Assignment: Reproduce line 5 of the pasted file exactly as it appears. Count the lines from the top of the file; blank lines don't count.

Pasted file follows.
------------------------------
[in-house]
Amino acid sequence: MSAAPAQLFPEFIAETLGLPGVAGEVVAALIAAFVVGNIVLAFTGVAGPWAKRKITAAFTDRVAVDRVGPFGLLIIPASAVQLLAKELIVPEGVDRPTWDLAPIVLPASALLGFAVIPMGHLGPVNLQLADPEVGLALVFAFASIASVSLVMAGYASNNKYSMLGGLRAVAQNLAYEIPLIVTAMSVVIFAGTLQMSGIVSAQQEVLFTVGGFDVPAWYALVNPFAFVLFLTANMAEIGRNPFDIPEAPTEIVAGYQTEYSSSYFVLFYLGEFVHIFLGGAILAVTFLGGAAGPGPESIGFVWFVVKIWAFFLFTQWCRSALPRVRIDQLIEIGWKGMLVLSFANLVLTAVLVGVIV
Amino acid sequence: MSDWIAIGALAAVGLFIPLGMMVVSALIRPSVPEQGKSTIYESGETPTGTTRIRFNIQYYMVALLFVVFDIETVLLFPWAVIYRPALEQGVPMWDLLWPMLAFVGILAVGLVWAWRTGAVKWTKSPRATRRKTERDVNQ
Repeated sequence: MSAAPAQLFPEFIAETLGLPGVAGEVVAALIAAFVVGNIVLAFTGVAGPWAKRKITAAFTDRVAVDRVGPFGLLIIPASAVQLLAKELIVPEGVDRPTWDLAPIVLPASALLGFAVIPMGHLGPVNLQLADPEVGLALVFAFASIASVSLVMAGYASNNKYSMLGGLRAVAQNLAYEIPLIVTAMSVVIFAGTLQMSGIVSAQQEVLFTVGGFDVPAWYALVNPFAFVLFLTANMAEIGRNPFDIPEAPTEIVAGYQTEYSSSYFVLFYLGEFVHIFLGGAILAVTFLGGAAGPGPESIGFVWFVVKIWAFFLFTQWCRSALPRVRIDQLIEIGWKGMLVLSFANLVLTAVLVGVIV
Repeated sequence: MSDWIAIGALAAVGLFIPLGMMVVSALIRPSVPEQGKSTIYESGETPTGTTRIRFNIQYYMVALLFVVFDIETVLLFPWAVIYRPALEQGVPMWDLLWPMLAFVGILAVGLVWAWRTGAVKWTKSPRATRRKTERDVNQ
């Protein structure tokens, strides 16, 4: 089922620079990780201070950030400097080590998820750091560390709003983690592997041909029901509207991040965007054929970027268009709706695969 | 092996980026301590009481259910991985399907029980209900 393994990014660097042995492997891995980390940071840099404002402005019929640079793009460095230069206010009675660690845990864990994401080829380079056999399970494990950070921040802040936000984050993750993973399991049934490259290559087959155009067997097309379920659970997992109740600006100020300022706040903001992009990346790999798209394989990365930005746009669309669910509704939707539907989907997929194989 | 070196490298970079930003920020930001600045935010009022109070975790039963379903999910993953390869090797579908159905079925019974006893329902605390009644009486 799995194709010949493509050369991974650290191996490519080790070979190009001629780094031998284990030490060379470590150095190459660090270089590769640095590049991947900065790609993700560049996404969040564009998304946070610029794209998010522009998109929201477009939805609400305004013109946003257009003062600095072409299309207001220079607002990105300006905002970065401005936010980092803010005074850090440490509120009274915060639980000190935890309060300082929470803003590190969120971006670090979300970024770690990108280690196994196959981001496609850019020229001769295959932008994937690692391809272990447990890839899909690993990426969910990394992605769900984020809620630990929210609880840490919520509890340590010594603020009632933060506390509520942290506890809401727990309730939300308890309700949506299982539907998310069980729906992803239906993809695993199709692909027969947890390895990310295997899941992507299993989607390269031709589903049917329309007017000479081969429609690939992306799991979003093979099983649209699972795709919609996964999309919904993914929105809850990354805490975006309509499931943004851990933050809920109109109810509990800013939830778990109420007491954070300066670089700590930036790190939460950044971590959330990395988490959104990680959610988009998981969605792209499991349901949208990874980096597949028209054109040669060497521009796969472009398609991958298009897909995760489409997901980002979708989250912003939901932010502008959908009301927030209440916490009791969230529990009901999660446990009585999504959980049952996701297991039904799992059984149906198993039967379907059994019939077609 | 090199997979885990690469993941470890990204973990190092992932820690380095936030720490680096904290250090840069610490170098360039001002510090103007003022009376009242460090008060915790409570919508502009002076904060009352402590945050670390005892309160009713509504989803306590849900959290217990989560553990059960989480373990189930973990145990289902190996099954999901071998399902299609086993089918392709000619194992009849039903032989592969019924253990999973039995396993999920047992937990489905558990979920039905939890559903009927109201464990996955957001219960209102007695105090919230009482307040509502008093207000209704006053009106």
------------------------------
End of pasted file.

Repeated sequence: MSDWIAIGALAAVGLFIPLGMMVVSALIRPSVPEQGKSTIYESGETPTGTTRIRFNIQYYMVALLFVVFDIETVLLFPWAVIYRPALEQGVPMWDLLWPMLAFVGILAVGLVWAWRTGAVKWTKSPRATRRKTERDVNQ